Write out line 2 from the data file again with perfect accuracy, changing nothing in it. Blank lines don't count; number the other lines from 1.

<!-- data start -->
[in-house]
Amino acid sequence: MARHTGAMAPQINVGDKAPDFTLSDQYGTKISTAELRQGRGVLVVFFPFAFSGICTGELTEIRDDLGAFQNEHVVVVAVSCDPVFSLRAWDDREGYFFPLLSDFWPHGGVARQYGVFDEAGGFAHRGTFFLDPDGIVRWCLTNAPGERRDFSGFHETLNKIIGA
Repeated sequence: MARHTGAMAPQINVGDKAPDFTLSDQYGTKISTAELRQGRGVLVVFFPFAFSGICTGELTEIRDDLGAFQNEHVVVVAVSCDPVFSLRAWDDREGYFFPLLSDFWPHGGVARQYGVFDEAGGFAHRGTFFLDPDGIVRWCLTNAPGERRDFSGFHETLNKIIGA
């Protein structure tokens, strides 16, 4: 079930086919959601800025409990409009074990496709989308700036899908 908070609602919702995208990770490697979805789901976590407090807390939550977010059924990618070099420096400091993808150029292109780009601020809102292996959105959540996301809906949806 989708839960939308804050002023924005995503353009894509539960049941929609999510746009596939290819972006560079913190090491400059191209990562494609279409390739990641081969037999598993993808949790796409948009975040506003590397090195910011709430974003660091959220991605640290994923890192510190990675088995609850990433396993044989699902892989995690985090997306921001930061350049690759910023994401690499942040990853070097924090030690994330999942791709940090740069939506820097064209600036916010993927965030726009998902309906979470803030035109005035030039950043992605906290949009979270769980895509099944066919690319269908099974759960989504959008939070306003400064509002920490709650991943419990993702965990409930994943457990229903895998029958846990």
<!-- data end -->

Amino acid sequence: MARHTGAMAPQINVGDKAPDFTLSDQYGTKISTAELRQGRGVLVVFFPFAFSGICTGELTEIRDDLGAFQNEHVVVVAVSCDPVFSLRAWDDREGYFFPLLSDFWPHGGVARQYGVFDEAGGFAHRGTFFLDPDGIVRWCLTNAPGERRDFSGFHETLNKIIGA